What is a good cap rate?
If you’ve been around real estate investing for any period of time, you’ve likely heard the term “cap rate”.
But what is a cap rate? What is a GOOD cap rate? As an investor, when should you use it? Does it really matter?
In this article, we’ll dig in to answer those questions and aim to give you some real life perspective on the value of cap rate.
What is a cap rate?
So let’s start at the beginning and define cap rate.
Here is how Wikipedia defines it:
Capitalization rate (or “cap rate“) is a real estate valuation measure used to compare different real estate investments. Although there are many variations, a cap rate is often calculated as the ratio between the net operating income produced by an asset and the original capital cost (the price paid to buy the asset) or alternatively its current market value.
In other words, it’s a formula that helps you compare the income a property produces against the cost of purchasing that property.
Why is cap rate important?
So why do we care about cap rate?
In short, once you’ve found a handful of investment properties, cap rate allows you to compare those opportunities without the consideration of the financing component.
This is important because it really allows you to evaluate the asset by itself; without the complexities of the financing variable.
To put this differently, imagine that you had two identical properties that provided the same exact cap rate. But, for some reason, the bank provided you with one loan that was at 4% and another that was at 14%.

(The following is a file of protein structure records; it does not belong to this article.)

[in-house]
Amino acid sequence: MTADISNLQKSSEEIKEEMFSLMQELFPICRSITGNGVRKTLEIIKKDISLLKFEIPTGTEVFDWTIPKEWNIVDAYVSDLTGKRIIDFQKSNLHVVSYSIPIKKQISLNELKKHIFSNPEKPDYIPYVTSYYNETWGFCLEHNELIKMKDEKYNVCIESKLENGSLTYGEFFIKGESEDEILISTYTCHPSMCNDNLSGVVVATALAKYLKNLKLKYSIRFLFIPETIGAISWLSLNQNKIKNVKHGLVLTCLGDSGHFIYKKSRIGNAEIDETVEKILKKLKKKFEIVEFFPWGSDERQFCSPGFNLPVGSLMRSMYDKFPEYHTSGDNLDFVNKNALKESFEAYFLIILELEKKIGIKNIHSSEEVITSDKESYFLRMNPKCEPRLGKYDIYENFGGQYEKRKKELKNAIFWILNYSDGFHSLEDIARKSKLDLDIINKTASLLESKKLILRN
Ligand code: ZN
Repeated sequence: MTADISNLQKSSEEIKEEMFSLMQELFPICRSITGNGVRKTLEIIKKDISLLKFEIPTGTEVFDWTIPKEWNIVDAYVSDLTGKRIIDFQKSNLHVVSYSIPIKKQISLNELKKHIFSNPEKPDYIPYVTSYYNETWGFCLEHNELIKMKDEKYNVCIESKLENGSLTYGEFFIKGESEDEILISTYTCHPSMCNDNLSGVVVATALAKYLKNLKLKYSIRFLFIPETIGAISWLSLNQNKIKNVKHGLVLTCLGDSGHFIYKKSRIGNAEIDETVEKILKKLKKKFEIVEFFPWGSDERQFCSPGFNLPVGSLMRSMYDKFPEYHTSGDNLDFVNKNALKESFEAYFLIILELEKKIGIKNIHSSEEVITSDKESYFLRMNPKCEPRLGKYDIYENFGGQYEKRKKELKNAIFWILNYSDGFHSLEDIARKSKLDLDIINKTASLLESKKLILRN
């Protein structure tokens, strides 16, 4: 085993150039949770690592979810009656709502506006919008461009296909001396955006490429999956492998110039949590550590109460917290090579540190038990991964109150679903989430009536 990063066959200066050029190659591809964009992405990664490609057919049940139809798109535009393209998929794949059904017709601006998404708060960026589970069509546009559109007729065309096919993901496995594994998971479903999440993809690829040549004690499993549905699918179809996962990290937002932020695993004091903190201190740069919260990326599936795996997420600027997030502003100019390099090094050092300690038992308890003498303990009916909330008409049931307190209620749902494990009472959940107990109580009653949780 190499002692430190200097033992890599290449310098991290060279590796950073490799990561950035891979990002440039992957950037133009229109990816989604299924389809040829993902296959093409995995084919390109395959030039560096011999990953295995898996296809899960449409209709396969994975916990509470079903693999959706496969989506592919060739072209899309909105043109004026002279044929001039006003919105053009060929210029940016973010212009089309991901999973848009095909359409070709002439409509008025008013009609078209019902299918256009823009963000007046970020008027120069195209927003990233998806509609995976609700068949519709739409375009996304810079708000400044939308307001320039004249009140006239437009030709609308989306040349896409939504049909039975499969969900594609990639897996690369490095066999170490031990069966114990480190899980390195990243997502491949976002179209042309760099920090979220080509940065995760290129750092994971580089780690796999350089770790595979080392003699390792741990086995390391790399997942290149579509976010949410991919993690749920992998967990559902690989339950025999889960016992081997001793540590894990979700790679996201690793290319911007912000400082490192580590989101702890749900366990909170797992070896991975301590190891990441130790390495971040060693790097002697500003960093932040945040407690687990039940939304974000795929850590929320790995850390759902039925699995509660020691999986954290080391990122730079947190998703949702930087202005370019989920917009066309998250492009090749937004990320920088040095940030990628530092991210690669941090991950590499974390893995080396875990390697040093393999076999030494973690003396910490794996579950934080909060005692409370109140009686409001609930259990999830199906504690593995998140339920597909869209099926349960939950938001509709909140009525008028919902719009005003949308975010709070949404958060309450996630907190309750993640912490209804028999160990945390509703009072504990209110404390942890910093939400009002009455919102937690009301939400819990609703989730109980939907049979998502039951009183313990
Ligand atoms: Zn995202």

If you included the financing portion into your calculation, the performance numbers for the two identical properties would obviously look very different.
Cap rate formula
As shown above, to find a property’s cap rate, you are simply going to divide the net operating income by the price.
Net Operating Income
As the name suggests, net operating income is essentially your income minus your operating expenses.
For a rental property, you’d typically have the following expenses you’d want to deduct each month:
- Property taxes – Will vary. Can typically look up on the property appraiser’s site to get an idea though.
- Property Insurance – For estimate’s sake, add $90 for every $100,000 financed.
- Property management – Typically 10% of the monthly rent.
- Property maintenance – Again, for estimate’s sake, multiply the monthly rent by 0.1.
Here is a great explanation on how to calculate net operating income for a rental property.
How to look at “Price”
So if you search the Internet, here is where you’ll some times see differences in how people are calculating the “price” part of the equation.
Since the goal is to use cap rate to compare investment opportunities, I prefer to think about this as the “Acquisition Price”.
In other words, the entire cost (other than financing) of getting in to a property. This could include the following:
- Purchase price
- Closing costs
- Repair costs
- Holding costs (if you have to repair before you can rent)
The important thing here is that you look at price the same way I do, it’s that you find your own way to compare apples to apples.
To keep it simple, many people just use the listing price.
When (and how) to use it as an investor
If you’re a Commercial real estate investor, you’ll obviously use cap rate all the time.
This is standard practice.
However, another great opportunity to use it, as a residential investor, is when you are trying to compare a single family property to a multi-family property.
As we’ve talked about in the past, the financing on a multi-family investment will differ from that of a single family investment. Therefore, it’s a good idea to use the formula to compare how well the two opportunities produce.
Once you’ve done that, circle back and use a ROI type formula to compare the two WITH the financing variable. This sort of calculation is common place with those attempting to BRRRR properties.
What is a good cap rate?
So, to come full circle here, what is a good cap rate?
The short answer here is, at least in Tallahassee, somewhere between 8 and 12%; but more often than not, 10%.
The longer, more accurate answer, however, is that a good cap rate is specific to the investor. If you are willing to accept more risk, than a good cap rate will reflect that.
The opposite is true if you are unwilling to accept a lot of risk.